From his wheelchair, successful Mallee farmer John Piccoli welds old spanners into life-size works of art.

Story By Jenny Lanyon

Wheat and sheep are common fare in the Mallee country of northern Victoria but there is something obviously different about John Piccoli’s property. From his motorised wheelchair John is shifting sprinklers after a morning’s work in the garden, his work-clothes carrying a dusting of concrete. Surrounding him, and gracing the homestead gardens, is a multitude of sculptures: a buckjumper, a charging bull and stallions clashing in combat. Each is life-size and created by John from old spanners. In the distance, alpacas and deer stare from the home paddock, while a macaw squawks from the verandah. Clearly this is no ordinary farming enterprise.
John’s grandfather was lured from Switzerland to Australia by gold in 1875. Prospecting, he worked his way through Ballarat and Bendigo in Victoria on foot, later selecting a traditional 130-hectare block north of Boort, Vic, which he soon built up to 1200ha.
John has farmed wheat and sheep here all his life, apart from three years when he was confined to a hospital bed. In the early 1950s he contracted polio at the tender age of eight. The disease left him without the use of his legs.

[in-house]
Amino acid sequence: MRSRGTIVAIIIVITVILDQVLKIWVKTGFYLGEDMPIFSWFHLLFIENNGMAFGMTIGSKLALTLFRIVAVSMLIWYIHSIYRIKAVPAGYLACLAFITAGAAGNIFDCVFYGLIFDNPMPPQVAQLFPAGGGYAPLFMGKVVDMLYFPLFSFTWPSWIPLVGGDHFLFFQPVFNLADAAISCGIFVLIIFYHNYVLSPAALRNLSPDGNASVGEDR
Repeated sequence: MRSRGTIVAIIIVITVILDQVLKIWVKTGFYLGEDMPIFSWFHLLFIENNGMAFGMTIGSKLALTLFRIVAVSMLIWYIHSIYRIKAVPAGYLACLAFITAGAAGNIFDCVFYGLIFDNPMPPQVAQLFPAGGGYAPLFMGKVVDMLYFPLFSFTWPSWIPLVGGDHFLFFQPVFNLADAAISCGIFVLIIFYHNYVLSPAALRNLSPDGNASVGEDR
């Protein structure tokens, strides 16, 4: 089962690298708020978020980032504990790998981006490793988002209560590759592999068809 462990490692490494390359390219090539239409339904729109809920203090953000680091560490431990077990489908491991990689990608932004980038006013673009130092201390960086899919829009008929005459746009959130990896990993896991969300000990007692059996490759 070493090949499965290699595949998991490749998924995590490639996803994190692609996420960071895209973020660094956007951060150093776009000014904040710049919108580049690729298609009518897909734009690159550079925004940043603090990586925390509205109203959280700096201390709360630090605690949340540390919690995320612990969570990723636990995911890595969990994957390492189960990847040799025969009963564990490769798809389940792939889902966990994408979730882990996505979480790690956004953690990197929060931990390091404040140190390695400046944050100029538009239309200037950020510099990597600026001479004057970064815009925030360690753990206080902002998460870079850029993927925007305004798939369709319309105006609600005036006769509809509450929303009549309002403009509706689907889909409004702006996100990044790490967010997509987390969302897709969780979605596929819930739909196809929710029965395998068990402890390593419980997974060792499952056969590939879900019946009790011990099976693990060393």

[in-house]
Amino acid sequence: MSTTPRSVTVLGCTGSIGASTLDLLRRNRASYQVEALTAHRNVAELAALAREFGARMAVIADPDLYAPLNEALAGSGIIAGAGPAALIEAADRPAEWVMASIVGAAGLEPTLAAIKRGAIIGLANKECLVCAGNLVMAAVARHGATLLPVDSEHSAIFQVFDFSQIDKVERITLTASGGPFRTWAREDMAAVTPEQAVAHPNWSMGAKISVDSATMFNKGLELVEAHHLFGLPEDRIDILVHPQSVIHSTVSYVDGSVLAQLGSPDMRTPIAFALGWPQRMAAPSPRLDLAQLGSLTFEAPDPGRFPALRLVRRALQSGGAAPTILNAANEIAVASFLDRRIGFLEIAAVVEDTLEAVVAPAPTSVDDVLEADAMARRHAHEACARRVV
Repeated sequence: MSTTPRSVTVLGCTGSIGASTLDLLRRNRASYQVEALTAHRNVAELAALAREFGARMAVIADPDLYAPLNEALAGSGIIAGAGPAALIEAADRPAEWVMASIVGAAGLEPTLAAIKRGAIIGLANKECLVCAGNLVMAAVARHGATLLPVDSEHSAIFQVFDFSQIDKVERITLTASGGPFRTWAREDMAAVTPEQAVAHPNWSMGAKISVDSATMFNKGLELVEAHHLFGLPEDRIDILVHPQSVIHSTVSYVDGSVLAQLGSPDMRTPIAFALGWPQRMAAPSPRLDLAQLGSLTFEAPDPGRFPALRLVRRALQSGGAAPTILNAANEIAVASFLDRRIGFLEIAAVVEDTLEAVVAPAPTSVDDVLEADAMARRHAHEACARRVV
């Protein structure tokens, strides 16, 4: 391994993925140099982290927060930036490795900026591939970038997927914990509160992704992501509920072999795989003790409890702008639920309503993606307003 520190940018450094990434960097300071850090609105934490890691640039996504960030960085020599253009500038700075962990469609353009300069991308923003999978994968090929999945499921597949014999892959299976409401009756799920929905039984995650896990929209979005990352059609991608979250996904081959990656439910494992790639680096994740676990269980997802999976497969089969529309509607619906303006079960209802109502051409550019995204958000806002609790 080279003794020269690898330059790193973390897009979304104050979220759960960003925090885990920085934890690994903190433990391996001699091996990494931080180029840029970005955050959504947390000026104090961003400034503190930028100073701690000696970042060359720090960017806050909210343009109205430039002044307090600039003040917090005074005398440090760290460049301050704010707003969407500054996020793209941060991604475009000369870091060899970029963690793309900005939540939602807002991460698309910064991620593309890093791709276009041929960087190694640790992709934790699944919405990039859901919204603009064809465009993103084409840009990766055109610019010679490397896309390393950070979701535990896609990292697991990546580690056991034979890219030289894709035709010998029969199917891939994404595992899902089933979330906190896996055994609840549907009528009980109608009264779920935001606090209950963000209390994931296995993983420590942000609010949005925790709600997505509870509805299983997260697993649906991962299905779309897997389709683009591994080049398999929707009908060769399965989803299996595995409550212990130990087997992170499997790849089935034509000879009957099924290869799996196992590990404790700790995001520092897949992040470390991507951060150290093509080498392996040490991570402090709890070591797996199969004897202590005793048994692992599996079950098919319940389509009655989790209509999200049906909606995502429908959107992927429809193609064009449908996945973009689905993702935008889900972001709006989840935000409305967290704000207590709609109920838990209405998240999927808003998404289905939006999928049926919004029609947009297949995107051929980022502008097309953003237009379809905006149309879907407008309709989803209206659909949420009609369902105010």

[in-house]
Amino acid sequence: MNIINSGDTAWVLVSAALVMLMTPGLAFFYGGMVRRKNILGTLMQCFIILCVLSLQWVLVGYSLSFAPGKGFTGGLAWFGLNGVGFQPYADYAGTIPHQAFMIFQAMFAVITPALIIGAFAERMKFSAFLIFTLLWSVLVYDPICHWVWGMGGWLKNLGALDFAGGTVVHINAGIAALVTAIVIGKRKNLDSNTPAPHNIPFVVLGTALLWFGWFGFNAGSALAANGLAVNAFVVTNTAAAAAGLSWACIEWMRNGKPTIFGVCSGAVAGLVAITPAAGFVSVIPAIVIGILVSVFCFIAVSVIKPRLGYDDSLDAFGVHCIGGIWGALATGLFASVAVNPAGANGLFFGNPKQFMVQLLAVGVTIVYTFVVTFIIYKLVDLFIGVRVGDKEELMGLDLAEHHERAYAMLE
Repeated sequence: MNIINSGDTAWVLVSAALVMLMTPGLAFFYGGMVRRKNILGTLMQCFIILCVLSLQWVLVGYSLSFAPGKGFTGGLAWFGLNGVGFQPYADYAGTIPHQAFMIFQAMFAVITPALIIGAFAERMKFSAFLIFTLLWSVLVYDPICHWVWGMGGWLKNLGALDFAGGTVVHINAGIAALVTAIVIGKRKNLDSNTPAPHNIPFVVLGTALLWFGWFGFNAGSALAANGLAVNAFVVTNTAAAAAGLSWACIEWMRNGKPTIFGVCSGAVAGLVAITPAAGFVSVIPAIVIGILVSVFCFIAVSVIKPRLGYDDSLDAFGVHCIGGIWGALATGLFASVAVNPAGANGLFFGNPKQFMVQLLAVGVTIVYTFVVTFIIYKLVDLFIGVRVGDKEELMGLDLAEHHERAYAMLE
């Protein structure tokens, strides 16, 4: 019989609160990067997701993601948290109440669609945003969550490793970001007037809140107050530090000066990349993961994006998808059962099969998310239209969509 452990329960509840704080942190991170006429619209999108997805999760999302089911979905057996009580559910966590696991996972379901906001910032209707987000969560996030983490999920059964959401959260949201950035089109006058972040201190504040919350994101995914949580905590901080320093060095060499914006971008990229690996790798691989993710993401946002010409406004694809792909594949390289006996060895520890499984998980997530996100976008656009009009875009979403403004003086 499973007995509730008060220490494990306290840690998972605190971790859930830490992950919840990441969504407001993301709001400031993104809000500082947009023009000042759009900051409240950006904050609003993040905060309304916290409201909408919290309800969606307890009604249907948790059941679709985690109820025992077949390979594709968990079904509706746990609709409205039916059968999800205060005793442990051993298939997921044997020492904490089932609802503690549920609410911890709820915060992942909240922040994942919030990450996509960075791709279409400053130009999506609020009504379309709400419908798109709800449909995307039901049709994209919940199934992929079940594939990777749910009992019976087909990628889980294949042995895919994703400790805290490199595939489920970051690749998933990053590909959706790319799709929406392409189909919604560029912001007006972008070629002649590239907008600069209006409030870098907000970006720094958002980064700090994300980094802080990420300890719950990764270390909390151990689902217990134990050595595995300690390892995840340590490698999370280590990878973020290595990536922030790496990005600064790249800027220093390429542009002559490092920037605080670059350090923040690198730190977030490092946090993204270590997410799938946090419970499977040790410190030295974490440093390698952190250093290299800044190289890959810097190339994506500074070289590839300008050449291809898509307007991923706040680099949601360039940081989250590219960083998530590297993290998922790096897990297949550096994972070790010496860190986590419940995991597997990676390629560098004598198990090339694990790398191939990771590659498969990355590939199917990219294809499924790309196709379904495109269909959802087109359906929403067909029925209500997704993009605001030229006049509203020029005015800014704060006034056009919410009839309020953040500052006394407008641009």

“Dryland farming has always been a knife-edge living,” John says. “You try to keep your head above water when times aren’t so good. I’ve always looked for alternatives on the farm, to give me another string to the bow. I’ve been through quite a few: angora goats, deer, ostriches, Wagyu cattle and now macaws.”
However, at the age of 58 and after three bad drought years in the late 1990s, John decided to sell his stock and lease the bulk of the property to his neighbours. “With that decision made, I no longer had to worry about farming,” John says. “My wife Sonia and I were debating our next move. While cleaning up what had accumulated in the farm workshop over 130 years, we threw dusty, old spanners into a box under the bench. I soon had hundreds and that’s when I started thinking outside the square, creating sculptures. Once my hands were free I started to weld them up.” It was a turning point in John’s life and one from which he has not looked back.

This story excerpt is from Issue #80

Outback Magazine: Dec/Jan 2012